Alhalwachi says they use social networking sites to “connect to a wide range of young people”, and that their role will increase in importance as more and more people use them. However, Insler, while agreeing with Alhalwachi that social networking will take on a greater role in their marketing in the future, emphasises that this type of action is only successful as a supportive technique to a whole range of other marketing techniques. Nevertheless, marketers are watching closely to see if indeed word-of-mouse [or social networking] will overtake word-of-mouth as the most important and prolific form of marketing.

Offline marketing
With the Internet taking centre stage in the language travel agency marketing armoury, offline marketing media have, to some extent, been left languishing in the background. Insler reports that the Internet has really impacted their marketing in the last two or three years. “We used to advertise a lot in the local newspapers, but as people have changed their ways to get information, we don’t use it that often any longer,” she says. Direct consumer press advertising seems to be the one to have been dropped by many agencies. Hanke says advertising in student guides tends to be least effective for them. “They cost a lot of money and generate very few leads, [and it] is also really hard to track them,” he says. White agrees that the returns for the investment in print advertising are the lowest, while Jacob asserts that as well as being high cost, press advertising is also too “broadcast”. “You need to ‘narrowcast’ which is possible with Internet technologies,” he asserts.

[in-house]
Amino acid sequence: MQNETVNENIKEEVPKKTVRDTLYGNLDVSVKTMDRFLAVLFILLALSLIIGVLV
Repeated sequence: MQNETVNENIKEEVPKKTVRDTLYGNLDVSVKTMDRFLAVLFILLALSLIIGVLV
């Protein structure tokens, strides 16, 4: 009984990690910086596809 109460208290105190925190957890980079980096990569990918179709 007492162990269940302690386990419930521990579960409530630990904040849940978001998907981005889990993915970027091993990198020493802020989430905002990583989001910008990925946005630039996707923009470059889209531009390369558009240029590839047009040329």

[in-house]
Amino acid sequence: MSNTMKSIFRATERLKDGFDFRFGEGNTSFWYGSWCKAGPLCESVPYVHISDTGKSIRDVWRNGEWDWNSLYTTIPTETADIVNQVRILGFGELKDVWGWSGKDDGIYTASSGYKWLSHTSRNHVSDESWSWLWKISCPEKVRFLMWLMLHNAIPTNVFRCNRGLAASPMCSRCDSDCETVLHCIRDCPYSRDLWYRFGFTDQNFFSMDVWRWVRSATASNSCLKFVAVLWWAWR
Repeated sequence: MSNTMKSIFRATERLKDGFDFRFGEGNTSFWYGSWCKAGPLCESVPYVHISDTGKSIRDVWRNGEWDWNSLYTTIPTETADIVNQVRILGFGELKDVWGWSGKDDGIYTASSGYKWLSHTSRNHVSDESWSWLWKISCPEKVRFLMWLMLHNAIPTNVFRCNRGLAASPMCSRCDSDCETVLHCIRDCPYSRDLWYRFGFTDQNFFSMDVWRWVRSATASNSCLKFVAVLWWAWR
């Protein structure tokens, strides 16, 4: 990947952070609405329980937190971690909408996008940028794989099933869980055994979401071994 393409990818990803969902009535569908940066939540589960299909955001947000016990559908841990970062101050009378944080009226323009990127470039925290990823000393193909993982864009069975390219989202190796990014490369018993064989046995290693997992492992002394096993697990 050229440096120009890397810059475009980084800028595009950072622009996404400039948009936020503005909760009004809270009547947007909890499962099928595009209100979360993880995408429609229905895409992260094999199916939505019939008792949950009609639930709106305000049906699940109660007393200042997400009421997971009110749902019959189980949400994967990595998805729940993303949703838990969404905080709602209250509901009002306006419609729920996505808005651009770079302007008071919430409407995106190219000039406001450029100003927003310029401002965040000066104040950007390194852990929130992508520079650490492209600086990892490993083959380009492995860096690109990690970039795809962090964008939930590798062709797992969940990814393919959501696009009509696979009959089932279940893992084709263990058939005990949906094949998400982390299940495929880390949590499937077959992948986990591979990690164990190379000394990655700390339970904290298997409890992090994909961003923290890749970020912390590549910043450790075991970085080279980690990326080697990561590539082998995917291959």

Other agencies have different stories as to which is their least effective marketing tool. Both António Valadas, Director of Multiway in Portugal and Alhalwachi do not rate education fairs. “Some,” says Valadas, “are not worth the time and money spent.” Alhalwachi claims that most students who took their information at fairs enrolled directly via the school.